fiber my friend Linda made for me to thank me for helping her set up her Etsy shop here.
Someday I'll have to give you a tour, including my light table/cutting surface for quilting and my little desk. I even have room for a design wall in front of closet and a tall bookcase full of quilting and knitting books.

I have a small quilt show for you from the two groups I meet with. Most of the participants knit and quilt, but a few do one or the other. Here you go--

This one has a story, and then I'll just let the others speak for themselves. My quilting buddy Barbara made
these blocks several years ago and didn't like them. She was thinking of giving them to the Utah Quilt Guild for their orphan block collection, which they use to make quilts each year to donate or to raise money. The flowered print had been a sale purchase originally intended for use as backing fabric. Barbara was lying awake one night recently and happened to connect the blocks with the fabric in her mind. She got up and 2:00 AM, went into her fiber studio and dug out blocks and fabric. I think the black trim around the blocks just makes the quilt top. I can't wait to see it quilted. OK, here are the others.

This last one, Ginny's making for her granddaughters. One is getting the purple/lavender with matching pillow sham, and the other one is getting the hot pink/pink with matching sham. She's hand-quilting them.
My bunny applique is coming along. I have four sets of leaves done. I'll try to post a photo of my progress next week. I made a reservation with my friend Julie (with the ladybug quilt, above) to machine-quilt it in May, so the pressure is on.

In knitting news: Now that the Ravelympics are over, I thought you might like some statistics--

  • total # projects tagged with ravelympics2010: 24,284
  • total # projects tagged with ravelympics2010 and finished: 12,878
  • total # Ravelers that finished: 6,296 (out of 9,538 participating)
  • total # countries participating: 65
  • total # of people posting into a Finish Line: 5,186
  • total yardage used: 8,068,000 (yes…this is 8+ million!)
  • total yardarge spun/dyed: 448,000
The one project I didn't finish during the Ravelympics was my Oregon socks, which I finished afterward and showed off last week. I didn't win any real-life prizes for my projects, just the medals, which are virtual. I did have a nice surprise when I found out that the Team KP Enablers had awarded me the "Miss Congeniality" prize, presumably because I gushed over everyone's FOs. I received a package in the mail a few days ago with some hand-made yummy soap (now resting in my soap dish next to the tub) and these st markers:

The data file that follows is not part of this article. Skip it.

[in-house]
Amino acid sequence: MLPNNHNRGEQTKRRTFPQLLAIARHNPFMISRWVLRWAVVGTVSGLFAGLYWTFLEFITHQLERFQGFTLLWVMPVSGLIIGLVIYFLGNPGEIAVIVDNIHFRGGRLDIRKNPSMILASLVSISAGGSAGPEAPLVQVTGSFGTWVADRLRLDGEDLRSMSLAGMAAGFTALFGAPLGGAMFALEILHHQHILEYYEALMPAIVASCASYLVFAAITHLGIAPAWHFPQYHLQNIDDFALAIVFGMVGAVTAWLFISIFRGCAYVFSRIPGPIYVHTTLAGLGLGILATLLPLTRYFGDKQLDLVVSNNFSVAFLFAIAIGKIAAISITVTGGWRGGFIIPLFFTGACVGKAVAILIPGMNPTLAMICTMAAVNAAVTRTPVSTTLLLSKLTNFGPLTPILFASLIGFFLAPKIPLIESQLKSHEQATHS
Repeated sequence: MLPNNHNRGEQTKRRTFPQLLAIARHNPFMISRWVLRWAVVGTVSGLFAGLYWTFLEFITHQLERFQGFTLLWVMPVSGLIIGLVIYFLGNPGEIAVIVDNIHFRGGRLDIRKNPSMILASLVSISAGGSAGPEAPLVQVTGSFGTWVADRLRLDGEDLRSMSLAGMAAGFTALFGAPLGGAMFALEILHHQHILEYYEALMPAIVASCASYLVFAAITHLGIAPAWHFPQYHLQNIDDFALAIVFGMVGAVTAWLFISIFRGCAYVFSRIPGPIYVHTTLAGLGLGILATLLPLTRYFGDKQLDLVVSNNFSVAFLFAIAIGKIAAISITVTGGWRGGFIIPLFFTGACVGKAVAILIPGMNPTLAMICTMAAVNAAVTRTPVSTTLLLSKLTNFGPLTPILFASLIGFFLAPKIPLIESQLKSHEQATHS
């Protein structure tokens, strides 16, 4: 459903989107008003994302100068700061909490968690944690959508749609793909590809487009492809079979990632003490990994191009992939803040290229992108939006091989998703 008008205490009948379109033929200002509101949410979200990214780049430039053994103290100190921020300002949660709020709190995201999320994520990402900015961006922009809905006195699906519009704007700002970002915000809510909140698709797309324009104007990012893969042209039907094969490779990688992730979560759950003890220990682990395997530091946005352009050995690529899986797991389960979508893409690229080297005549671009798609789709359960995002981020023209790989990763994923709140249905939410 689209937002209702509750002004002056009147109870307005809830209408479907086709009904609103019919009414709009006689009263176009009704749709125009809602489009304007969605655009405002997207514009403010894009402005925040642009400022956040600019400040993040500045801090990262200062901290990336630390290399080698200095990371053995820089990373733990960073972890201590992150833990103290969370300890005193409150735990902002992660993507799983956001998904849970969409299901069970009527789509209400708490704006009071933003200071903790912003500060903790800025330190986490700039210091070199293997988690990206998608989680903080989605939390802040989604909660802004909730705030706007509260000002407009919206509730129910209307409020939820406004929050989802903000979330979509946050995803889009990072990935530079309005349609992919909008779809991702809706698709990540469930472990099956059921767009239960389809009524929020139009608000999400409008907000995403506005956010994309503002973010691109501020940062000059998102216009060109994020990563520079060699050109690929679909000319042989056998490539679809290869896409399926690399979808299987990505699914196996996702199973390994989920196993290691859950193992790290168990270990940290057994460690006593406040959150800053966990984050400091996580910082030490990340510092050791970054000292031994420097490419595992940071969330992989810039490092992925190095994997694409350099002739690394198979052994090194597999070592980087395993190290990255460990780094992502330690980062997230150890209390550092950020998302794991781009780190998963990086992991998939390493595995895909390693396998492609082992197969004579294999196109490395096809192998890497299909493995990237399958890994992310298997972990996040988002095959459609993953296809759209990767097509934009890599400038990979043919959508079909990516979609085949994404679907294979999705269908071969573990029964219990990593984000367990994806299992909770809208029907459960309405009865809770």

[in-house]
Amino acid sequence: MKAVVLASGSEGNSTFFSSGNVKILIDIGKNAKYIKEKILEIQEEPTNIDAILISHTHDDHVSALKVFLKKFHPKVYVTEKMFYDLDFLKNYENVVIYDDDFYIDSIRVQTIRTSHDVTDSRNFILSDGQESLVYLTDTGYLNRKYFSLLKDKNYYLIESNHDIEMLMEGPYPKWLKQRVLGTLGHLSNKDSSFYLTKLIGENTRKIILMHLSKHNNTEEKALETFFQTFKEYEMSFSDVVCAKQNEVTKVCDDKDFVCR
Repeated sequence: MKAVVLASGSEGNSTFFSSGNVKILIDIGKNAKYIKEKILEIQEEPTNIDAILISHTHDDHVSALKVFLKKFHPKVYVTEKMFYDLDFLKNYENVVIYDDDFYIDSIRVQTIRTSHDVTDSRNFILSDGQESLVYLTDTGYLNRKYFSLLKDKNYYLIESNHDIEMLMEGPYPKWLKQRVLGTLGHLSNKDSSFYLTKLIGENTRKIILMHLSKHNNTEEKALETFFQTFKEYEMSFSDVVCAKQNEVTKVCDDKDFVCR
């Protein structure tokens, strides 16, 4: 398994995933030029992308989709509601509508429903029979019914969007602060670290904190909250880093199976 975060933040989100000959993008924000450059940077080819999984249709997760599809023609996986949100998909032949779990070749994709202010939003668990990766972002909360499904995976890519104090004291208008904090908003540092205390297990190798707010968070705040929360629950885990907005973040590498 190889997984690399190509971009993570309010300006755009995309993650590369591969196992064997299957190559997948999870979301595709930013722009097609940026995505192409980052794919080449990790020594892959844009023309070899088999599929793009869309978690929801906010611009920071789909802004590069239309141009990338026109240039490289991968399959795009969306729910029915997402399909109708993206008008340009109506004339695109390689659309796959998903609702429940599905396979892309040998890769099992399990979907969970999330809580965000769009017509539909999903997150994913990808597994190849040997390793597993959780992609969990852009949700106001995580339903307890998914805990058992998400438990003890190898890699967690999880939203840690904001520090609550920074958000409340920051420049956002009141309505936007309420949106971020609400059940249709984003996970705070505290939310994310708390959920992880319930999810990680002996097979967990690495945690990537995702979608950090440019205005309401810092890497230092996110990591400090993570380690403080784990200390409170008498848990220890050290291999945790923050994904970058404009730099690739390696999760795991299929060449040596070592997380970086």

They came from Sarah Kain-Porter's "Treasures by Westwind Designs," an Etsy store. There are eight markers, and big enough that I can use them for 99% of the projects I do, but not so big they'll be in the way with smaller ones, like socks.

I'm trying to post pictures of past knitting projects every once in a while, so here's one for this week.

The cardigan and hat are made from worsted-weight acrylic yarn. (Gasp!) I know, not the best for all that work, but it was all I could get. We were living in Indonesia at the time, and they're not exactly known for their knitwear, since the average temperature is in the high 80s. The picture was taken in 1996 during a trip to New Zealand, the backdrop is the beautiful Milford Sound. I made the cardigan and hat just for the trip. I had taken a nice woolen sweater to Indonesia for such trips, but our maid had given it a nice wash in the washing machine. Need I say more? I was in my "purple phase," and also made some knee socks in wool 4-ply (fingering weight) I had bought in the UK when we lived there in the '80s. Sometime I'll get a photo of those.

DH's Fair Isle Sleeveless Cardi is coming along--

A few more rows and I'll be ready to do the shoulders, then off to the
steek! [She says bravely, having already steeked her CLiC last year.]
I've done the star pattern in the same colors each time and varied the
colors for the peerie patterns, the small designs between the big ones.
It's from Ann Feitelson's Fair Isle Knitting; the pattern is Fridarey Sleeveless Cardigan. More information about this project is found here on Ravelry.

Our snowshoe for the week was at Shingle Creek in the Uinta Mountains near us. It turned out to be a hike. You can tell why by looking at the photo. Here's the group. (I'm third from the left; DH is seated, and yes, that's Rocky standing on the table.) We had a great time.

What's on everything--same as last time, but I've been getting caught up with past episodes of the Sticks and String podcast by David Reidy.

Happy knitting and quilting, etc. --P

Wednesday, March 10, 2010


This has been a productive week in terms of UFOs and WIPs! First, I finished my Oregon Socks, which I began in May, 2008, during a trip to Oregon.

The yarn is KP's Gloss in "Parsley." The pattern is Ariel Barton's Cable Net Socks from Knitty. With some modifications, of course! I have a hard time just doing any pattern as written. I loved working with the Gloss. It was my first time with this yarn. I think it shows the traveling sts well, even though the color is somewhat dark. I'll let you know how they wear.

Finished the BSJ and matching hat.

Well, except for the top button, which is still down in SLC at the Wool Cabin, which is where I bought the others. I decided the hat needed one, and since I only had them pinned on, it was easy to pilfer one for the hat. Now they're all sewn on except for the top button, which I cleverly covered with the hat (the Wool Cabin's Cotton Classic Baby Beanie by Suzette Cannon.) I'm not going back to SLC until next Tuesday, so they're holding another button for me.

Now I'm back to working on DH's Fair Isle sleeveless cardi: